Billy Woods and Kenny Segal are magnificent on ‘Maps’

The duo’s second collaborative album shows mastery and maturity from both artists.
kenny segal billy woods
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Reece Beckett
Poet and cultural critic, writing primarily on film and music. My writing has been featured in The Indiependent, The Edge SUSU, Film News UK, Cinematary, Taste of Cinema, Music News UK, The EveryDejaVu Music Blog and more. Contact:

Billy woods is one of a handful of underground rappers who, to many, won’t require any introduction. Over the last few years, woods has come to be known as one of the best living rappers, now being celebrated after more than a decade of relatively quiet praise for his other work. Following an incredible 2022, during which he released Aethiopes and Church, he reunited with frequent abstract hip-hop producer Kenny Segal to create another impressive rap album, Hiding Place’s new follow-up of sorts, Maps. Their talents come together beautifully with complementary abstract approaches and their own distinctive stylistic traits.

Hiding Places’ production was inspired by punk and rock, with both genres also bringing their influence to woods’ fiery, angry lyricism. Tracks like “Spongebob” (especially on its hook) and “Speak Gently” highlight this most clearly. Hiding Places was an album full of anger, but Maps is notably softer. Where the former speaks of themes from the Rwandan Genocide to the death of Saddam Hussein, Maps is (at least slightly) gentler. Instead of a dark, pessimistic view of the world as a whole, Maps expresses some semblance of hope for the future. 

This is seen on “Year Zero,” one of the strongest tracks on the album. Woods explains that the next generation “are gonna have to start again,” putting faith in them to fix what he sees as a ruined world. This sentiment becomes beautiful rather than bleak in the final verse of the album, as woods details watching his son and becoming existential about the future: “Anything at all could happen to him (…) tear-streaked apologies, balled fists/it’s a trip that this is something we did (…) I watch him grow, wondering how long I got to live.” These lyrics show a hope that hasn’t been seen previously in woods’ work, one for the future generations to solve the problems created throughout history. Segal’s work on tracks like “Soft Landing” and “The Layover” are also lighter in their sound. The former’s gentle and plucky acoustic backing sounds like it belongs behind an alternative singer, and the latter’s gorgeous piano loop is simple but catchy.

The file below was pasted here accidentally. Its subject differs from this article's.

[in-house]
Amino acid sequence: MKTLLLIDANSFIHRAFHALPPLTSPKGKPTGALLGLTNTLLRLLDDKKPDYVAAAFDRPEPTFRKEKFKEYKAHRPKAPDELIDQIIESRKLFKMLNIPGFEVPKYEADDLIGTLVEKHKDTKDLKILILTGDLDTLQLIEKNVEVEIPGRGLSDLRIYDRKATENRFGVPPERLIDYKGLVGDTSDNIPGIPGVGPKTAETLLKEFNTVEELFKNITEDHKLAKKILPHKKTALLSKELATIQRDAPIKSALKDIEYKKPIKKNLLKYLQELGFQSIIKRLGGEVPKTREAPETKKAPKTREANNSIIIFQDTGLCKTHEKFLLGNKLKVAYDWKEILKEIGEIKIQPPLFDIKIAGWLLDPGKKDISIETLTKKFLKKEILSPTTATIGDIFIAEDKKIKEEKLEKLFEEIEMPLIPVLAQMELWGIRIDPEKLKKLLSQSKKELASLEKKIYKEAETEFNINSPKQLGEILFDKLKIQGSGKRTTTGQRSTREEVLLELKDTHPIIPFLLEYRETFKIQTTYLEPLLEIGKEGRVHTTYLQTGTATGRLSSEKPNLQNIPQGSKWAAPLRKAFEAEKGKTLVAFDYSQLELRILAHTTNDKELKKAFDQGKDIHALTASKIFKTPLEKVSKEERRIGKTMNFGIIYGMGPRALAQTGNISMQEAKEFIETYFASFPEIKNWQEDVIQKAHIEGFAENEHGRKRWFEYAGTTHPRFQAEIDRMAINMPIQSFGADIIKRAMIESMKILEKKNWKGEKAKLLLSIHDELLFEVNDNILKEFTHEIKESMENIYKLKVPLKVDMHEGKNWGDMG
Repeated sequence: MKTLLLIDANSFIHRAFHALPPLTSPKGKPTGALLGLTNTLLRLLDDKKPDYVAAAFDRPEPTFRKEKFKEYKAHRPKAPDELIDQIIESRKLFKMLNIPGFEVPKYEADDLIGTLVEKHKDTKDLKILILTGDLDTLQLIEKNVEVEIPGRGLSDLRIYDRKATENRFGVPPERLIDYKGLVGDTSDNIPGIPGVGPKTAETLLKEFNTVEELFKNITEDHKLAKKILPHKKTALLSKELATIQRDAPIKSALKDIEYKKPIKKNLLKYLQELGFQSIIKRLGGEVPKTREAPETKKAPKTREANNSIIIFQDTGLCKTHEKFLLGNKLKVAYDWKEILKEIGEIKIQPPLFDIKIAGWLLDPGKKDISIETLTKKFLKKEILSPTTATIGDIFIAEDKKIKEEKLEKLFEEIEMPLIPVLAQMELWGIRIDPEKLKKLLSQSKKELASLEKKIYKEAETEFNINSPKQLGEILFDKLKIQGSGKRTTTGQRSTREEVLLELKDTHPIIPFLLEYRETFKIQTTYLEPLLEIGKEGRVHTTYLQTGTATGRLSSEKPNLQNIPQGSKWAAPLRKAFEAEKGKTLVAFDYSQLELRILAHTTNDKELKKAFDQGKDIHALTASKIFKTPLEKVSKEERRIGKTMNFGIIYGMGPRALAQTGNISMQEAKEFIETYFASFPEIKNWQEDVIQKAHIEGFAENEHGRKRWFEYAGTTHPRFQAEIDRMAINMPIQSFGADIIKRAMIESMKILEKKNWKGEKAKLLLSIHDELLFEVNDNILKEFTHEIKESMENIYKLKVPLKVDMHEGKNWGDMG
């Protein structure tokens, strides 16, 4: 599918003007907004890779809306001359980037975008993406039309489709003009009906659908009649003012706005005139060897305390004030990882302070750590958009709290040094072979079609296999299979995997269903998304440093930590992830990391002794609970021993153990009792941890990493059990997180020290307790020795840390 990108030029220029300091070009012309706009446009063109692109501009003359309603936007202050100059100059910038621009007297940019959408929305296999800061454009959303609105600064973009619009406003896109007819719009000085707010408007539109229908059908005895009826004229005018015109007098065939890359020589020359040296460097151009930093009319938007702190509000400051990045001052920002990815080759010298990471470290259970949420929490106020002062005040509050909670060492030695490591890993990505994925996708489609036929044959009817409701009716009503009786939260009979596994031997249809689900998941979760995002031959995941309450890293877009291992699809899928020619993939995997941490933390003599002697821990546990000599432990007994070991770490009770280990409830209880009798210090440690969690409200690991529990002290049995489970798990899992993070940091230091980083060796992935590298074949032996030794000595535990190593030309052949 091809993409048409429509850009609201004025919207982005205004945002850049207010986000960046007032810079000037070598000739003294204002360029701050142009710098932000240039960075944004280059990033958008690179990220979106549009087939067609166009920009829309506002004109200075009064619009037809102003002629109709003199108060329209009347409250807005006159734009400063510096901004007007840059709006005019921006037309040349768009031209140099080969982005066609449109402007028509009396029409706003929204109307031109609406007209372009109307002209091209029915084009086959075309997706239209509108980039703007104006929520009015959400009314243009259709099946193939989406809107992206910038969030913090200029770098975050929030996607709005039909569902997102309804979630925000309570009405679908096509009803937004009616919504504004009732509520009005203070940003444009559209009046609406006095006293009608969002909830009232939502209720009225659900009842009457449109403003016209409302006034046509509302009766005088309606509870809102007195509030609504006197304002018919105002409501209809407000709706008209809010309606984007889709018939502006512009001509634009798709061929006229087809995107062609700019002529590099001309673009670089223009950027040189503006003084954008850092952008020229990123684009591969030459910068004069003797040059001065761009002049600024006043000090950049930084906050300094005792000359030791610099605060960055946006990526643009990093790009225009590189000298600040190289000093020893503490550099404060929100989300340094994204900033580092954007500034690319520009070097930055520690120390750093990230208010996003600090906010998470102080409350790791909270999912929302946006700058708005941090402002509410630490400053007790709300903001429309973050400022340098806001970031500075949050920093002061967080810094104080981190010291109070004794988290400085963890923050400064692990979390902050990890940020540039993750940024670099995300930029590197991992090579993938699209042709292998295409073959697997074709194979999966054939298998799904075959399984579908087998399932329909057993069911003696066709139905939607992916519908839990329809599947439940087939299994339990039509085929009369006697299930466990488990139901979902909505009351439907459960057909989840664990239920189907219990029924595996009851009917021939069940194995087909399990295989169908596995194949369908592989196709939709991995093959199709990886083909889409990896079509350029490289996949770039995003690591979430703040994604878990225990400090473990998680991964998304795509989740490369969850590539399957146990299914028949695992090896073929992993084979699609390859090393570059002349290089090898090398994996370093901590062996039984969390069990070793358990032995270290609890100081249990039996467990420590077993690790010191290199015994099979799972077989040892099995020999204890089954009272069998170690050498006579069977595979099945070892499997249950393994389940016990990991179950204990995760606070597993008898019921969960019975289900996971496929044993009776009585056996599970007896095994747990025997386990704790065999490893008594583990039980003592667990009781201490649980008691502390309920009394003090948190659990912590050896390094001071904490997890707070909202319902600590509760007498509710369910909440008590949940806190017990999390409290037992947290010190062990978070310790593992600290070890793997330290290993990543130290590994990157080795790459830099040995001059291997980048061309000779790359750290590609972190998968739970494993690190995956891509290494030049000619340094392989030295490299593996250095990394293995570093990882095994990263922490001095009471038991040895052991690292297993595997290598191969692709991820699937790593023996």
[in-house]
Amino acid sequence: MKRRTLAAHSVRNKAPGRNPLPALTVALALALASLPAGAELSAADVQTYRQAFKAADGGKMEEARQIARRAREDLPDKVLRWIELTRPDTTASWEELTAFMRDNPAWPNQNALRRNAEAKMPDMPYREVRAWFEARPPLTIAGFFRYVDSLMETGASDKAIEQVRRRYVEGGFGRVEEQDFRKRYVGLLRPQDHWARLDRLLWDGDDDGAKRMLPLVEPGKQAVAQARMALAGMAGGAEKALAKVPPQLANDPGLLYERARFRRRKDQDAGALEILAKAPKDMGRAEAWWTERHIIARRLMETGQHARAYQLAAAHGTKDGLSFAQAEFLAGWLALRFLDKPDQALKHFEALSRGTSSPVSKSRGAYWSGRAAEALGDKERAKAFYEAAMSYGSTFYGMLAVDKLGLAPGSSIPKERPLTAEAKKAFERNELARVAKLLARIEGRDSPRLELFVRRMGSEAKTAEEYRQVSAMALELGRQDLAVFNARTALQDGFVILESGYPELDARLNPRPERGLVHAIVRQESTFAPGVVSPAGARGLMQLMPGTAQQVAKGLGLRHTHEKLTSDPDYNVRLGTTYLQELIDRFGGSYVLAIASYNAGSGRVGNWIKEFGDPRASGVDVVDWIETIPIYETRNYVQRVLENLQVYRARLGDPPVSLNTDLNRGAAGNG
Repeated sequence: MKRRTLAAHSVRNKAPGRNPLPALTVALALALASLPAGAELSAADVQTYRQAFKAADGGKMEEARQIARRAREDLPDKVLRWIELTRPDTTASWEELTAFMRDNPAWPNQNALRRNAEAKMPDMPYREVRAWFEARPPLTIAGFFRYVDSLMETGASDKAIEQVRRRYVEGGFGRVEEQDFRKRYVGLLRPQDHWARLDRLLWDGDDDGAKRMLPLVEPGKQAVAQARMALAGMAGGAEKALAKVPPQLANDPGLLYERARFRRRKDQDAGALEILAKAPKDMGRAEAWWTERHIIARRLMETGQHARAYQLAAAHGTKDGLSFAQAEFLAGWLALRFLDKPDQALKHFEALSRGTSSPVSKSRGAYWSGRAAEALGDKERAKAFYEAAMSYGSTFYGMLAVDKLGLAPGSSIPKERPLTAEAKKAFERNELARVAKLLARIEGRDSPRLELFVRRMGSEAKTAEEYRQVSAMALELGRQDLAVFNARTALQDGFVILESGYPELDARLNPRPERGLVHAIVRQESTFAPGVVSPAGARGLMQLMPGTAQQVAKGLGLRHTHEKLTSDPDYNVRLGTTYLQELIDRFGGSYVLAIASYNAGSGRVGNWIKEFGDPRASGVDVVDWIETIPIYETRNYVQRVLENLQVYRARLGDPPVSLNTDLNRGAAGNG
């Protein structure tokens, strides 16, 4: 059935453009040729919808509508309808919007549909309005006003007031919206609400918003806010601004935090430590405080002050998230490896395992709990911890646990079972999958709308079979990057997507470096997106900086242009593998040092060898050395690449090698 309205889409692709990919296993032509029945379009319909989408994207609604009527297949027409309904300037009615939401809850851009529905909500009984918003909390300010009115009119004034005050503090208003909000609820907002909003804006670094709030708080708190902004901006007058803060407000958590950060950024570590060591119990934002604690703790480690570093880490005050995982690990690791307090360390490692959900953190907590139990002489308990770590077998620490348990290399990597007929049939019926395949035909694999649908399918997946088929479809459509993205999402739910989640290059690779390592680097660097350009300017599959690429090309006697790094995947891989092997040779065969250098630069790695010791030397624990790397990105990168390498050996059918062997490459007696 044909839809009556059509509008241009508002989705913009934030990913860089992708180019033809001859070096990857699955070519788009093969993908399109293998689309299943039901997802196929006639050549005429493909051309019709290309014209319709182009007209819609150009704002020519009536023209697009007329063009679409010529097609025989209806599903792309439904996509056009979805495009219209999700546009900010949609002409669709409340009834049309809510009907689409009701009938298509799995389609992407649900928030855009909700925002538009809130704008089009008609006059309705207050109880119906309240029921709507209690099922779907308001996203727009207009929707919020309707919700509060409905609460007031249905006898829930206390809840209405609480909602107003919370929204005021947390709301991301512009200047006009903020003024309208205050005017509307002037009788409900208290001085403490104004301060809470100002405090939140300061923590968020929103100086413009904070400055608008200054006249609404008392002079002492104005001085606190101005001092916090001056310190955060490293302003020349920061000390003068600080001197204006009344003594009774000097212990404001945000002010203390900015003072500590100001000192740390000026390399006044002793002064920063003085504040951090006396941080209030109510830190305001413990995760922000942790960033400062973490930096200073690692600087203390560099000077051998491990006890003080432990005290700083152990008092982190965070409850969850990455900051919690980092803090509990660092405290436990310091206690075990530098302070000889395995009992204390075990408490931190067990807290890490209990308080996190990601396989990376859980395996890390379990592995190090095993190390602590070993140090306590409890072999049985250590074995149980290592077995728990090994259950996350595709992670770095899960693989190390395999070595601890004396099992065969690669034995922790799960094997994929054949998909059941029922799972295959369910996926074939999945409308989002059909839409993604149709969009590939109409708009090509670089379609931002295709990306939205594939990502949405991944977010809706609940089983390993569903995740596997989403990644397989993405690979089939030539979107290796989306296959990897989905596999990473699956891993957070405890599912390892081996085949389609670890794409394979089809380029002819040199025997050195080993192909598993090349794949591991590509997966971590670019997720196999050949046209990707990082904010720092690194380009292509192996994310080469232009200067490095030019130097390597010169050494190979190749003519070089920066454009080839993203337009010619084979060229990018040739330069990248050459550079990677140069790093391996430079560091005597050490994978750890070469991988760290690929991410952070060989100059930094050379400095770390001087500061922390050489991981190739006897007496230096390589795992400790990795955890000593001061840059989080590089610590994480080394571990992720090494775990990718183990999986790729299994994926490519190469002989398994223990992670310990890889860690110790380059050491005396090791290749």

This slight optimism isn’t to suggest that Maps is a light record, though. Segal’s sound is (generally) less oppressive than on Hiding Places, but the boat-horn sound on “Hangman’” is genuinely frightening and the glitchy sounds and extremely harsh 808s on “Kenwood Speakers” are still crushing. Maps isn’t a sudden shift in woods’ style, but it shows further maturation in his lyricism. His nuanced worldview continues to reveal itself. Segal’s work is varied and bold, seeing him move stylistically from jazz-rap beats (“Blue Smoke” is a mind-blowing jazz beat, as is woods’ ability to flow on top of it – the song is reminiscent of Kendrick Lamar’s “For Free? (Interlude)”) to a similar rock feel as seen on Hiding Places

Maps also sees woods get more personal than ever before in his work. Considering that he keeps his face hidden in pictures and speaks very little about his personal life, woods is intimate and revealing on this album. He speaks of struggling to maintain a positive relationship with his ex-wife/ex-girlfriend during his tours, of loneliness and feelings of disconnection from the world and of his (potential) son in detail. This is the largest departure from his usual work, as his typical political focus is put to the side on some tracks.

Woods’ towering talent as a lyricist is most likely the main point of interest for people coming to Maps, but Segal’s production is immaculate, too. Woods is a rapper with enough talent to be able to seamlessly reference Future’s I Never Liked You and Dien Bien Phu (a battle between Vietnam and its French colonists in 1954) within the same verse. Segal’s atmospheric backing tracks give his words more power and build a beautiful, grimy atmosphere for the record. Their collaboration lifts both of their work to new levels. 

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